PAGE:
Search and rescue teams sifting through the rubble in quake-stricken Christchurch entered a have second day of toil, as the disaster’s death toll rose to 75.
Some 300 people are still missing, although it is not know how many lay trapped under the collapsed buildings and debris that showered the city when the 6.3-magnitude earthquake struck.
A British aid team was due to leave Gatwick to fly to New Zealand’s South Island this morning and join the rescue mission, which has been put at risk by a series of smaller aftershocks.
The British Foreign Office is “urgently” seeking information about any UK casualties, but it is not yet known if any Britons are among the dead.
“We are in close touch with the local authorities and are urgently seeking information,” said a Foreign Office spokesman.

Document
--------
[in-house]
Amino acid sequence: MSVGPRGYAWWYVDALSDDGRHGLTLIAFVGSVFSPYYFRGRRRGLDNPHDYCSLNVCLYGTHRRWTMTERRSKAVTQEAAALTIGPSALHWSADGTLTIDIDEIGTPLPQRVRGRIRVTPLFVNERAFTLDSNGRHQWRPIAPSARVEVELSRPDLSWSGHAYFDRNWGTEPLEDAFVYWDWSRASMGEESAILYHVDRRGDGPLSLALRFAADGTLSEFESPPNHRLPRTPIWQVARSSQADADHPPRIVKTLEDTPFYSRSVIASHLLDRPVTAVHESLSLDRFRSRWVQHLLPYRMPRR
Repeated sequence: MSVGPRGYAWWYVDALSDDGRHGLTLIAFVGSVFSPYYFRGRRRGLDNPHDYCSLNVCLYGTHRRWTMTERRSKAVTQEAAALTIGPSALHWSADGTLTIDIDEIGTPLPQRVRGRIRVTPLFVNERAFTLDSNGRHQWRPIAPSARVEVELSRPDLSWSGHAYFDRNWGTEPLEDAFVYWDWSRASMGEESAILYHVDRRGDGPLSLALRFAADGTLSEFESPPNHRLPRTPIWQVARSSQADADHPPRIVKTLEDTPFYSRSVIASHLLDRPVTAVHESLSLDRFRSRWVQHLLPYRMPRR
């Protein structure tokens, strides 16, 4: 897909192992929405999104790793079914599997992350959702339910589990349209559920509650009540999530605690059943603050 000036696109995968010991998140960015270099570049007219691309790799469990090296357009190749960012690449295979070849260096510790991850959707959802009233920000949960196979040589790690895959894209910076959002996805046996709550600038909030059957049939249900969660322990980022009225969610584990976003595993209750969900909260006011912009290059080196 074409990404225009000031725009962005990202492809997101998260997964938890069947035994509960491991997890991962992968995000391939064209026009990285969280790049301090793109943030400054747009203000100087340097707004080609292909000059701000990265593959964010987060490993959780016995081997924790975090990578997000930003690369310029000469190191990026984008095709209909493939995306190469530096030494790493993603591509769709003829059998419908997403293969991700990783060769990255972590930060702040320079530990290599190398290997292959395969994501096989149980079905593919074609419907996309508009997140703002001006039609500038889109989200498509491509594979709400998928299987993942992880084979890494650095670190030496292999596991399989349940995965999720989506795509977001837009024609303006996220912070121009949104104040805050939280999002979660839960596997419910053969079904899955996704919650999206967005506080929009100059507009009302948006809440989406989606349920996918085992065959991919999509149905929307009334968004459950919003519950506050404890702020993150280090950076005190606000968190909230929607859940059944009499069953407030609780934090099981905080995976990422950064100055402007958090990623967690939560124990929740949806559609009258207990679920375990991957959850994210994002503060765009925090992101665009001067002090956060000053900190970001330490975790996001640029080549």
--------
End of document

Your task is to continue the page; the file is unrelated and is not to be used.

“The High Commission in Wellington have mobilised a consular response and stand ready to provide any consular assistance that is required.”
Prime Minister David Cameron yesterday telephoned his New Zealand counterpart John Key to pledge his support, after a national state of emergency was declared.
“They discussed the latest situation on the ground, and the Prime Minister reiterated Britain’s sympathies and condolences at this difficult time,” said a Downing Street spokesman.
Rescuers are concentrating their efforts on the ruins of around dozen buildings that collapsed or were badly damaged in the town centre, amid fears that more than 100 could still be buried.
“There are bodies littering the streets, they are trapped in cars, crushed under rubble and where they are clearly deceased our focus … has turned to the living,” said Christchurch police superintendent Russell Gibson.
Eyewitnesses said the five km deep tremor, believed to be an aftershock from a 7.1-magnitude earthquake which struck last September, levelled high-rise buildings, tore up pavements and sprayed rubble onto the streets below. It also toppled the spire of the city’s historic stone cathedral.
Thousands of people have been transferred to temporary shelters in schools and community centres, while scores have fled New Zealand’s second largest city.